As Paton identified, despite humans’ denial of it, the great, fundamental, underlying question that ‘has troubled the mind of man’ has always been, are humans part of God’s ‘work’, part of ‘his’ purpose and design, or aren’t we? In other words — as is addressed in F. Essay 21 on ‘The integrative meaning of existence’ — why don’t humans live in accordance with the cooperative, loving integrative meaning of existence?
It is important here to distinguish between Blake’s use of the ‘Tiger’ as a metaphor to represent the issue of the competitive and aggressive ‘dark side’ of human nature and the false ‘savage instincts’ excuse that dishonestly claims that humans are competitive, aggressive and selfish because we are victim to savage animal instincts within us. (The dishonest ‘savage instincts’ excuse is explained in F. Essay 16.) As the title of Blake’s book of poems, Songs Of Innocence and Of Experience: Shewing the Two Contrary States of the Human Soul, clearly shows, Blake understood that humans have an ‘innocen[t]’, ‘lamb’-like, cooperative and loving moral instinctive heritage, not a competitive, aggressive instinctive heritage, and that the competitive and aggressive ‘dark’, ‘Tiger’-like side of humans’ ‘Two Contrary States’ relates to our ‘Experience’-based conscious mind’s psychologically upset competitive and aggressive nature or condition that is peculiar to humans. (F. Essay 52 presents a short history of some of the many thinkers who have recognised the true ‘instinct vs intellect’ elements involved in the human condition.)
Understanding that the human condition is psychologically derived, not innate, means that Blake also understood that our condition would be healed when the explanation of the human condition was at last found — unlike instincts which we are born with and are thus unchangeable, psychosis can be healed with understanding. As Blake famously prophesised in his appropriately titled 1790 poem The Marriage of Heaven and Hell, ‘When the doors of perception are cleansed, man will see things as they truly are. For man has closed himself up, till he sees all things through narrow chinks of his cavern.’ And, interestingly, the final words of Paton’s acclaimed 1948 book about apartheid, Cry, the Beloved Country, also allude to humanity’s dream of one day finding the real answer to why humans don’t live in accordance with the cooperative, loving integrative meaning of existence, and, through finding that answer, freeing itself from the terrible ‘bondage of fear’ of our condition: ‘But when that dawn will come, of our emancipation, from the fear of bondage and the bondage of fear, why, that is a secret.’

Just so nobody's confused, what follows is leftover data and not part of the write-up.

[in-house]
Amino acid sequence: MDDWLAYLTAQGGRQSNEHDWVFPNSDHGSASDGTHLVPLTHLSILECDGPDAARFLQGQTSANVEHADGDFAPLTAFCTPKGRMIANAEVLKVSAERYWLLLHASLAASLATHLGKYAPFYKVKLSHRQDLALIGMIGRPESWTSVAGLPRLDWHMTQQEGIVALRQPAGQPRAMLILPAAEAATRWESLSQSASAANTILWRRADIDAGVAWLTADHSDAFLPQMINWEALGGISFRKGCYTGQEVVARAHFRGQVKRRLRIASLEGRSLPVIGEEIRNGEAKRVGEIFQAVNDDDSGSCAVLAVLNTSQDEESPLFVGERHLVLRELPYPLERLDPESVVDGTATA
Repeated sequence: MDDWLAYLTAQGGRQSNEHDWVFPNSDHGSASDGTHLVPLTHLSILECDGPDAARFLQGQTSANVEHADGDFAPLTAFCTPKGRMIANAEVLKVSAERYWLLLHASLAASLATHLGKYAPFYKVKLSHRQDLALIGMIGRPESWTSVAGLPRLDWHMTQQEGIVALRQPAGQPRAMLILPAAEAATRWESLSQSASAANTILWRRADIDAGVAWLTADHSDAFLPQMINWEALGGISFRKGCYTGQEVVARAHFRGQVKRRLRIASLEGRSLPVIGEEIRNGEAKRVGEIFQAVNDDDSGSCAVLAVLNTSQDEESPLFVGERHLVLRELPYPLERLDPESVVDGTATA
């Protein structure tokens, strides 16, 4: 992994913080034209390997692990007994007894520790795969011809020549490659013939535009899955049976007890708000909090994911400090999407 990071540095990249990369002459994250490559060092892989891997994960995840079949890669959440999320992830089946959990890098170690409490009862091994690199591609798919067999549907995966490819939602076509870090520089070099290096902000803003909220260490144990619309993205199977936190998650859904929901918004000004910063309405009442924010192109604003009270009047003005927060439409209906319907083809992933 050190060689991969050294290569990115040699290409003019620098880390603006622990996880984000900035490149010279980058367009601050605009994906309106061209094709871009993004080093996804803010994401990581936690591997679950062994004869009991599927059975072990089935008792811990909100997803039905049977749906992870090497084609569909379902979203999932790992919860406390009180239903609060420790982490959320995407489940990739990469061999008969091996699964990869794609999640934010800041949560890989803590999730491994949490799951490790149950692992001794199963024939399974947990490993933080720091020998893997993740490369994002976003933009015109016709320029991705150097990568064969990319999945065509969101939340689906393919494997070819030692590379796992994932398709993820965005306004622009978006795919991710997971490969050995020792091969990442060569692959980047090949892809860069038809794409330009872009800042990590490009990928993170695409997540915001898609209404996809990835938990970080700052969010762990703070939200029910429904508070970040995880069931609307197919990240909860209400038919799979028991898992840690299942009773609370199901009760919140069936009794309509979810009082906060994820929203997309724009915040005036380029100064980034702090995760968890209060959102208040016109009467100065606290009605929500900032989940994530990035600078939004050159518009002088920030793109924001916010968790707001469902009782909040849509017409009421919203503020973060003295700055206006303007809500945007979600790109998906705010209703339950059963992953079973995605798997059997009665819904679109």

Humanity’s hope and faith has always been that one day we would be able to explain the human condition and reconcile ‘the Two Contrary States’ of ’innocence’ and ‘experience’, and, as a result of doing so, liberate ourselves from ‘the bondage’ of our species’ immensely psychologically upsetting sense of unworthiness or guilt. And it is this explanation of the paradox of the human condition — this all-important, world-saving, psychosis-addressing-and-relieving, real biological explanation of the human condition — that is presented in FREEDOM and throughout these F. Essays. And as is explained in F. Essay 17, the effect of finally knowing and understanding and living with this explanation is that it transforms humans from ‘the bondage’ of their psychologically insecure, human-condition-stricken existence to a psychologically secure and mature, human-condition-free state. This is the explanation that lifts the so-called burden of guilt from the shoulders of the human race. This is the explanation that ends the condemnation that we humans have had to endure for so long, that explains that ‘he who made the lamb [DID] make thee’!
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Please Note, you can access any of the following explanatory and inspirational Freedom Essays by clicking on them. They are also available on our homepage at .
These essays were composed during 2017 by Jeremy Griffith, Damon Isherwood,
Fiona Cullen-Ward & Brony FitzGerald at the Sydney WTM Centre.